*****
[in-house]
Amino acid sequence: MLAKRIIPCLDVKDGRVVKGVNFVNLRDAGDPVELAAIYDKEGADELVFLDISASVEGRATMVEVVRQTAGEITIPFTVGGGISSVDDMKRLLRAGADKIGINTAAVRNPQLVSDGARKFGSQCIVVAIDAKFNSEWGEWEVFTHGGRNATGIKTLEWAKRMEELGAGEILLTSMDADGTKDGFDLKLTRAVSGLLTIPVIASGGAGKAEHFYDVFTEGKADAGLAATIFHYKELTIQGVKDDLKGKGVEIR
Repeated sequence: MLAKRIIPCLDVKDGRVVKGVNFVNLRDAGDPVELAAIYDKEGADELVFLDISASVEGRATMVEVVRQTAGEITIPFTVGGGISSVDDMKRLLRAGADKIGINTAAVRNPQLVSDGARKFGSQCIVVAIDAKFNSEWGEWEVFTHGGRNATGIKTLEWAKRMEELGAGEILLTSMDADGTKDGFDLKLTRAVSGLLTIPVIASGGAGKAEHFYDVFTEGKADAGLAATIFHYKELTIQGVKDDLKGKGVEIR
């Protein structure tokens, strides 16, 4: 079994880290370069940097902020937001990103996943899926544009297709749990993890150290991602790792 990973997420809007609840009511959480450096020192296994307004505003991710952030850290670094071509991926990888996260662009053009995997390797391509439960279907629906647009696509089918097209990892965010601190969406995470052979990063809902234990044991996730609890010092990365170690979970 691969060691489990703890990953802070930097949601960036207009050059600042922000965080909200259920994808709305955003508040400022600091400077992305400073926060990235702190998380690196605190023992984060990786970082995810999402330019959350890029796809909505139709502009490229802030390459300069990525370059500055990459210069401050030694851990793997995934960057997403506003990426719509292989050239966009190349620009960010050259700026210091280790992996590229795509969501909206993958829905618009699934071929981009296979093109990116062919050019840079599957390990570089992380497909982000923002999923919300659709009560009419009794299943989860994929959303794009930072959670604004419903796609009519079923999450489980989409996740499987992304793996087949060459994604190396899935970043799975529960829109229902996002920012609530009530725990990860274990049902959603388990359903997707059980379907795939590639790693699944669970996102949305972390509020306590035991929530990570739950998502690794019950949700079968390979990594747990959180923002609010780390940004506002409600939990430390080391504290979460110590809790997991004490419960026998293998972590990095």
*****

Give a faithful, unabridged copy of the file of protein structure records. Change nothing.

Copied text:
[in-house]
Amino acid sequence: MLAKRIIPCLDVKDGRVVKGVNFVNLRDAGDPVELAAIYDKEGADELVFLDISASVEGRATMVEVVRQTAGEITIPFTVGGGISSVDDMKRLLRAGADKIGINTAAVRNPQLVSDGARKFGSQCIVVAIDAKFNSEWGEWEVFTHGGRNATGIKTLEWAKRMEELGAGEILLTSMDADGTKDGFDLKLTRAVSGLLTIPVIASGGAGKAEHFYDVFTEGKADAGLAATIFHYKELTIQGVKDDLKGKGVEIR
Repeated sequence: MLAKRIIPCLDVKDGRVVKGVNFVNLRDAGDPVELAAIYDKEGADELVFLDISASVEGRATMVEVVRQTAGEITIPFTVGGGISSVDDMKRLLRAGADKIGINTAAVRNPQLVSDGARKFGSQCIVVAIDAKFNSEWGEWEVFTHGGRNATGIKTLEWAKRMEELGAGEILLTSMDADGTKDGFDLKLTRAVSGLLTIPVIASGGAGKAEHFYDVFTEGKADAGLAATIFHYKELTIQGVKDDLKGKGVEIR
């Protein structure tokens, strides 16, 4: 079994880290370069940097902020937001990103996943899926544009297709749990993890150290991602790792 990973997420809007609840009511959480450096020192296994307004505003991710952030850290670094071509991926990888996260662009053009995997390797391509439960279907629906647009696509089918097209990892965010601190969406995470052979990063809902234990044991996730609890010092990365170690979970 691969060691489990703890990953802070930097949601960036207009050059600042922000965080909200259920994808709305955003508040400022600091400077992305400073926060990235702190998380690196605190023992984060990786970082995810999402330019959350890029796809909505139709502009490229802030390459300069990525370059500055990459210069401050030694851990793997995934960057997403506003990426719509292989050239966009190349620009960010050259700026210091280790992996590229795509969501909206993958829905618009699934071929981009296979093109990116062919050019840079599957390990570089992380497909982000923002999923919300659709009560009419009794299943989860994929959303794009930072959670604004419903796609009519079923999450489980989409996740499987992304793996087949060459994604190396899935970043799975529960829109229902996002920012609530009530725990990860274990049902959603388990359903997707059980379907795939590639790693699944669970996102949305972390509020306590035991929530990570739950998502690794019950949700079968390979990594747990959180923002609010780390940004506002409600939990430390080391504290979460110590809790997991004490419960026998293998972590990095």